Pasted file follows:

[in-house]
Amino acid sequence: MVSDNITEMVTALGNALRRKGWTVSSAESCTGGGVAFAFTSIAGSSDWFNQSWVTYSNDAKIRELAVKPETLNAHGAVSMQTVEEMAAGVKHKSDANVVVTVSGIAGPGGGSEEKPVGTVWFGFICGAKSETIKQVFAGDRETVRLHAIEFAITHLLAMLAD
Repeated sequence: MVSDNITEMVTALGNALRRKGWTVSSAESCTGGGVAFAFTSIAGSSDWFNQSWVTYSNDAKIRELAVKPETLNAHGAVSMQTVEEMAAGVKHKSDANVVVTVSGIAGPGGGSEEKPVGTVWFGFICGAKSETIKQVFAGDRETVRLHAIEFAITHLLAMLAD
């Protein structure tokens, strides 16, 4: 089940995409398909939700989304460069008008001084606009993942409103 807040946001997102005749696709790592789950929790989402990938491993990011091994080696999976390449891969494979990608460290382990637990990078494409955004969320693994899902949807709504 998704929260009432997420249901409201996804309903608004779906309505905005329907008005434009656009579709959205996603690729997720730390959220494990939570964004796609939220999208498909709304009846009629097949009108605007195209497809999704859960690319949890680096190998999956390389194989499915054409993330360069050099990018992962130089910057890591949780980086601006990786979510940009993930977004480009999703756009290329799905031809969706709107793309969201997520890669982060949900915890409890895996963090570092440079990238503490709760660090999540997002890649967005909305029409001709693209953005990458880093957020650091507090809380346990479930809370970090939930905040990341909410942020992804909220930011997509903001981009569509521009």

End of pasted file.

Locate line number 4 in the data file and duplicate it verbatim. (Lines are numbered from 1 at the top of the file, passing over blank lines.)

């Protein structure tokens, strides 16, 4: 089940995409398909939700989304460069008008001084606009993942409103 807040946001997102005749696709790592789950929790989402990938491993990011091994080696999976390449891969494979990608460290382990637990990078494409955004969320693994899902949807709504 998704929260009432997420249901409201996804309903608004779906309505905005329907008005434009656009579709959205996603690729997720730390959220494990939570964004796609939220999208498909709304009846009629097949009108605007195209497809999704859960690319949890680096190998999956390389194989499915054409993330360069050099990018992962130089910057890591949780980086601006990786979510940009993930977004480009999703756009290329799905031809969706709107793309969201997520890669982060949900915890409890895996963090570092440079990238503490709760660090999540997002890649967005909305029409001709693209953005990458880093957020650091507090809380346990479930809370970090939930905040990341909410942020992804909220930011997509903001981009569509521009």